domenica 3 giugno 2018

Yajnavalkya and the rat-girl

File:Shri Surya Bhagvan bazaar art, c.1940's.jpgOnce on the Holy Ganges the wise man Yajnavalkya was bathing when a little mouse, escaping from the beak of a bird, dropped into his hand. By the power of his austerity the mouse changed in a little girl and Yajnavalkya gave the girl to his wife and said to her: “Take this little girl and bring her up with care as though she were our own daughter.”
The girl grew up and reached a marriageable age. 
Yajnavalkya wanted an important and powerfull husband for her, but he wanted she were to choose his own man.
The wise man thought give her to Surya God of Sun.
“This is the Sun - Yajnavalkya said to his own daughter - who lights the three worlds, will you  choose him?” 
The girl answered: “Surya is too hot, I don’t want him.” 
Then Yajnavalkya said to the Sun. “Surya, is there any other more powerful then you?” 
“The Cloud is more powerful then me – Surya answered – when it cover me, I become invisible.” 
“Do you like the Cloud?” the wise man asked to girl. 
“I don’t – she answered – the Cloud is too cold and black.”
“Is there any other more powerful then you?” Yajnavalkya asked to the Cloud.
“The Wind is stronger then me – the Cloud answered – when the Wind blows I scatter in the sky.” 
Therefore Yajnavalkya proposed to her daughter the Wind, but she refused because the Wind was too variable. 
The Wind said to Yajnavalkya the Mountain was stronger then him, because the Mountain could stop him. 
“Give me to some one else – the girl said – the Mountain is too rude and harsh.” 
“But who is greater and stronger then the Mountain?” Yajnavalkya asked. 
“The Rats – the Mountain answered – the Rats can gnaw my body and I cannot prevent it. The Rats are more powerful then me!” 
Yajnavalkya went to King of Rats and asked her daughter if that was the husband she wanted. 
“Yes – she answered – he is one of my own species, father, change me again into a mouse and give me to the Rat." 
And so it was.




Yajnavalkya e la topolina

File:Shri Surya Bhagvan bazaar art, c.1940's.jpg
Surya, Dio del Sole
Un giorno il saggio Yajnavalkya stava compiendo le personali abluzioni nel sacro Gange quando dal cielo cadde nelle sue mani una topolina che si era fortunosamente liberata dal becco di un uccello rapace. 
Con la forza delle proprie austerità e grazie ai poteri che aveva accumulato, il saggio trasformò la topolina in una bellissima bambina. 
Yajnavalkya tornò a casa e consegnò la piccola alla moglie che non riusciva ad avere figli e le disse: 
“Ecco, prendi questa bambina, accoglila e crescila come se fosse nostra figlia.” 
La bambina crebbe serena nella famiglia del saggio e giunse all’età in cui doveva essere data in sposa. Yajnavalkya amava molto quella che era diventata sua figlia e non voleva imporle un marito, ma desiderava che l’uomo scelto fosse di gradimento della ragazza. 
Il saggio pensò subito a una marito bellissimo e soprattutto potente e si rivolse a Surya, il Dio Sole, che si dichiarò disponibile.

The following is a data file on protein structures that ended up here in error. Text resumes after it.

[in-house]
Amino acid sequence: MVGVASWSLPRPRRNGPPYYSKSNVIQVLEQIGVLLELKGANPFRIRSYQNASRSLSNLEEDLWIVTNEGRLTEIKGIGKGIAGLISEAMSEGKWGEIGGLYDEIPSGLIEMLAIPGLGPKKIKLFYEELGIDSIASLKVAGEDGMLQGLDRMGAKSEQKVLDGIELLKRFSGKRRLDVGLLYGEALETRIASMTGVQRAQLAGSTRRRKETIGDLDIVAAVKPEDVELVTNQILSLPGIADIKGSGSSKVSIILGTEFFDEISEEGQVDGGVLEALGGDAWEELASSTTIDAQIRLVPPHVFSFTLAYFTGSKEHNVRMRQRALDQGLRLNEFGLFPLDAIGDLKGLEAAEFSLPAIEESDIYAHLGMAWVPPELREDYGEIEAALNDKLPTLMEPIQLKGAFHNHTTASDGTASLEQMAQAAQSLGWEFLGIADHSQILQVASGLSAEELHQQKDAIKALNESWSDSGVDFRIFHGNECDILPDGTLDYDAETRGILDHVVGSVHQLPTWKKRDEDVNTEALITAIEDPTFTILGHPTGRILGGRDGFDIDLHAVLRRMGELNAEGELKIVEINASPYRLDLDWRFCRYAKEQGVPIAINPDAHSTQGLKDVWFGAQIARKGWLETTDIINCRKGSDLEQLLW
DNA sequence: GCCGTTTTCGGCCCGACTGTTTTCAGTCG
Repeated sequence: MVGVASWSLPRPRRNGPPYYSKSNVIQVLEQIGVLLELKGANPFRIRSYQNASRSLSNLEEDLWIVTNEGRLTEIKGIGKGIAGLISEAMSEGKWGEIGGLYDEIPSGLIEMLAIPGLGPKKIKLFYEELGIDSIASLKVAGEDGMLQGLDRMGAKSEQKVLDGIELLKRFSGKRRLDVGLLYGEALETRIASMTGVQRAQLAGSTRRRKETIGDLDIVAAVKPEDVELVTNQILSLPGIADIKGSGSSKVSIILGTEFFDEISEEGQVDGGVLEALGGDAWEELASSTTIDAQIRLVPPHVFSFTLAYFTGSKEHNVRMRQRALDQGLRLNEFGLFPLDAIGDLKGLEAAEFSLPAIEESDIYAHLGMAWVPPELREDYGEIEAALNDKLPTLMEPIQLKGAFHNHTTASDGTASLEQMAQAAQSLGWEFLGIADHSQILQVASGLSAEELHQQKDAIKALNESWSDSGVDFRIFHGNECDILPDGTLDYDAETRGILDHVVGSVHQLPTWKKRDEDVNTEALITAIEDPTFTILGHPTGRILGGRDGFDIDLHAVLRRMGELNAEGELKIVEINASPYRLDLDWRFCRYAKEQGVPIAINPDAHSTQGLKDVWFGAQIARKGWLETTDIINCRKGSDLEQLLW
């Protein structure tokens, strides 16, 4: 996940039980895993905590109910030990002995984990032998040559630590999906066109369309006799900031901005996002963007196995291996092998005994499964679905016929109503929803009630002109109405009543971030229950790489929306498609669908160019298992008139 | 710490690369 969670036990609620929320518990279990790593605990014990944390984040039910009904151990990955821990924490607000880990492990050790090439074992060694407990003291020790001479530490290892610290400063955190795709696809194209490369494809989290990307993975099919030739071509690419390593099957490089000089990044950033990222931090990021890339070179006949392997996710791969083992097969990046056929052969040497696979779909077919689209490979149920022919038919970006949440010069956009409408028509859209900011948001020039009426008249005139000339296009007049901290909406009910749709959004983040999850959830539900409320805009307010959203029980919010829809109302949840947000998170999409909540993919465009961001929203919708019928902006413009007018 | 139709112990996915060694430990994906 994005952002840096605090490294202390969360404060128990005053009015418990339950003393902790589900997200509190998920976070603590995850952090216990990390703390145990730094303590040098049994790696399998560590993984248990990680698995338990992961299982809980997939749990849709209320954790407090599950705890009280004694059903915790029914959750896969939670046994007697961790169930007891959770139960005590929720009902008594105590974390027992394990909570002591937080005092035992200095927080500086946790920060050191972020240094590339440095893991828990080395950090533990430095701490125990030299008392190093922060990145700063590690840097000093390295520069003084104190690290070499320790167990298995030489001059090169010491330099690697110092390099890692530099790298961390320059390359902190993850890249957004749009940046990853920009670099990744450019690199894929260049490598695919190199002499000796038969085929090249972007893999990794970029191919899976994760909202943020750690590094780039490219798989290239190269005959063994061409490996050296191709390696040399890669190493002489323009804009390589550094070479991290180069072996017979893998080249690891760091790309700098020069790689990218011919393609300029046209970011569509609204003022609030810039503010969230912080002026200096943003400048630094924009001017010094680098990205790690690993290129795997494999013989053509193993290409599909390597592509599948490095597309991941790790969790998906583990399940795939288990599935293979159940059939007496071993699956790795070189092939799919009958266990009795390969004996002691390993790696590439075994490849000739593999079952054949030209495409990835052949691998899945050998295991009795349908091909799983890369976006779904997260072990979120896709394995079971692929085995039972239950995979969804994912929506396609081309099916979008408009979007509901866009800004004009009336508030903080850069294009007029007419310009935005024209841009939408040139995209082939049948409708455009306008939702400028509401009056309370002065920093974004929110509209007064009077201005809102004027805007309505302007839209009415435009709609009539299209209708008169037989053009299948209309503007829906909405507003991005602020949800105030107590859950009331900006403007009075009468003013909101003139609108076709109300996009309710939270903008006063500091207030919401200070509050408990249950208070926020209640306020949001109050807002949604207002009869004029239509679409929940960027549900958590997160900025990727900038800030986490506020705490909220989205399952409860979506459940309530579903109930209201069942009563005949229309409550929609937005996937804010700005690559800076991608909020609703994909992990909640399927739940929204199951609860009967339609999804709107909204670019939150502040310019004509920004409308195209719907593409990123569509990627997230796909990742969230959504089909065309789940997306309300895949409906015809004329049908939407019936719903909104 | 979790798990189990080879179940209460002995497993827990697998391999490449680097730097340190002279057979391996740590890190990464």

“Surya è troppo ardente – disse però la ragazza – non posso accettarlo.” 
Yajnavalkya allora chiese a Surya: 
“O venerabile Dio del Sole chi è più potente di te?” 
“La nuvola è più potente di me – rispose Surya – infatti quando giunge lei, io divento invisibile.” 
“Ti piace la nuvola?” chiese allora il saggio alla figlia. 
“No – rispose la ragazza – la nuvola è fredda e buia.” 
Yajnavalkya si rivolse allora alla nuvola e le chiese: 
“Potente nuvola, chi ti è superiore?” 
“Il Vento – rispose lei – quando spira il Vento io vengo spazzata via.” 
Ma alla ragazza non piaceva neppure il vento, “è troppo instabile” disse. 
“Oh Vayu, potente Dio del vento – chiese allora Yajnavalkya – chi è più forte di te?” 
“Il Dio della montagna è più forte di me – rispose il vento – quando lo incontro non riesco mai ad oltrepassarlo e la mia corsa si deve fermare.” 
 “Dammi un altro marito – disse però la ragazza – la montagna è troppo aspra e dura, non voglio sposarla.” 
Ma chi ci poteva essere di più potente di una montagna? 
Yajnavalkya chiese allora umilmente alla montagna: 
“O possente, chi è più forte di te?” 
E la montagna rispose: 
“I topi, loro sono più potenti di me perchè scavano fori nel mio corpo senza che io possa farci niente, rivolgiti a loro.” 
Yajnavalkya andò allora dal Re dei topi e chiese a sua figlia se quello era il marito che voleva. 
“Oh sì – disse lei raggiante – finalmente uno della mia specie, padre ti prego trasformami nuovamente in topo poiché è lui il marito che voglio!” 
E così fu.




sabato 19 maggio 2018

Rudraksha, meditating cat

Mahabalipuram, The birth of Ganges
the cat is under the elephant  tusks
There once in India a very smart cat who, to catch mice without too much effort, pretended to be a sage in meditation.
The cat then - imitating the great Rishis of Hinduism - was standing on one leg with its own legs raised and the 'hands' clasped.
The cat was named Rudraksha, because he had also the traditional Hindu rosary, the japamala which consists of rudraksha seeds, the tears of Shiva.
The news spread quickly and everyone, men and animals, went to pay homage to the 'holy'.
Even the rats, won their initial fear, they went to worship the cat.
But after a while time, the mice began to realize that their number decreased as the cat gained weight more.
Discovered the trick, the cat Rudraksha had to emigrate and went to deceive other mice in other places.
Of this story we also have the narrative in a beautiful sculpture. In fact in Mammalipuram (or Mahabalipuram) near Chennai on the southeastern coast of India in the wonderful bas-relief about the birth of the river Ganges, we can see Rudraksha, the cat in meditation.
In India cats are considered unreliable and hypocritical so that the Manusmriti (Laws of Manu) suggests wise man "not to offer even a bit of water to the one who acts like a cat," and then explains that "who is covetous, displays the flag of virtue, treacherous, hypocritical and swindler, he acts like a cat "(Manusmriti IV, 192).






Rudraksha, il gatto in meditazione

Particolare del bassorilievo di Mahabalipuram,
il gatto è sotto le zanne dell'elefante
C’era una volta in India un gatto molto astuto che, per poter catturare i topi senza troppo sforzo, fingeva di essere un saggio in meditazione. 
Il gatto quindi – imitando i grandi rishi dell’induismo – stava fermo ritto su una gamba con le zampe anteriori alzate e le 'mani' giunte. 
Lo chiamavano Rudraksha, perchè aveva anche il tradizionale rosario induista, il japamala che è formato da semi di rudraksha, le lacrime di Shiva.